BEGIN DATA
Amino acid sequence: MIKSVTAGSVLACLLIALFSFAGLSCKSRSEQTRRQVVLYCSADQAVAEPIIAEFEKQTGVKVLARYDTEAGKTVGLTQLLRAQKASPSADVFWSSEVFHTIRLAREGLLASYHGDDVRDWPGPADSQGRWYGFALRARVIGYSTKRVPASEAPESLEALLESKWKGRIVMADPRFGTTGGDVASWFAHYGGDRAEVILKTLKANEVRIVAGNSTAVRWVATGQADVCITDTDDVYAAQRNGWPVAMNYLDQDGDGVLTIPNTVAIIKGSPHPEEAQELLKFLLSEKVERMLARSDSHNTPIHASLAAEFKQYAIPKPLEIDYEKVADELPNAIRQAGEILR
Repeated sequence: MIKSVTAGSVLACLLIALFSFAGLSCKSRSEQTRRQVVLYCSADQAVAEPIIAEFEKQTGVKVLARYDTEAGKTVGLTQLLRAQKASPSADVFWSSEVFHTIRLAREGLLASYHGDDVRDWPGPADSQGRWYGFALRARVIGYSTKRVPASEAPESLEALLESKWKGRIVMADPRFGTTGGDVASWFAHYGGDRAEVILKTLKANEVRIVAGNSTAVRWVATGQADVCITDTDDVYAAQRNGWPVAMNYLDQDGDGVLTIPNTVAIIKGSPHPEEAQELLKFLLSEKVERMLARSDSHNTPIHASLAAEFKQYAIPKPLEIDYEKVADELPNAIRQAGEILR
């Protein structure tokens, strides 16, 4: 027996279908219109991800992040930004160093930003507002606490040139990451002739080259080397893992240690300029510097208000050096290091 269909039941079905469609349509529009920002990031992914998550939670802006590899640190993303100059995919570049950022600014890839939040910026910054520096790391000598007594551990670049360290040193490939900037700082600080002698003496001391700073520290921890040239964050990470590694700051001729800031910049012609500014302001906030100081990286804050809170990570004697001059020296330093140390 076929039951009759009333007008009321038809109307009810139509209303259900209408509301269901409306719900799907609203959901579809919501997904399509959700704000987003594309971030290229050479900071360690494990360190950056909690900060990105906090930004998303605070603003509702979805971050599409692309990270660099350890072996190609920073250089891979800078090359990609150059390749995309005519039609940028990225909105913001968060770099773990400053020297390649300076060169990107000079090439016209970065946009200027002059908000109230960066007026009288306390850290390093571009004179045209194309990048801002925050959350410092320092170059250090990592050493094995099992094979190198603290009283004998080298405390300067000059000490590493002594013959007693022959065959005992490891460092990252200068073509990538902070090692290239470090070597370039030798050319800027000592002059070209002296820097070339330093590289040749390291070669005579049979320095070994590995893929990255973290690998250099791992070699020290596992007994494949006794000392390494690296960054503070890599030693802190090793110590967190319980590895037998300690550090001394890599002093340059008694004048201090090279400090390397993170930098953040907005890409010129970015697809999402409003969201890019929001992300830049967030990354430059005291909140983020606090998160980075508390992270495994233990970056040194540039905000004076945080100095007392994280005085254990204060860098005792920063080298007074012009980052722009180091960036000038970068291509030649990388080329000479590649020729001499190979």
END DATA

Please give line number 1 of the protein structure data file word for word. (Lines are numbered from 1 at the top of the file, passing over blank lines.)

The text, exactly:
Amino acid sequence: MIKSVTAGSVLACLLIALFSFAGLSCKSRSEQTRRQVVLYCSADQAVAEPIIAEFEKQTGVKVLARYDTEAGKTVGLTQLLRAQKASPSADVFWSSEVFHTIRLAREGLLASYHGDDVRDWPGPADSQGRWYGFALRARVIGYSTKRVPASEAPESLEALLESKWKGRIVMADPRFGTTGGDVASWFAHYGGDRAEVILKTLKANEVRIVAGNSTAVRWVATGQADVCITDTDDVYAAQRNGWPVAMNYLDQDGDGVLTIPNTVAIIKGSPHPEEAQELLKFLLSEKVERMLARSDSHNTPIHASLAAEFKQYAIPKPLEIDYEKVADELPNAIRQAGEILR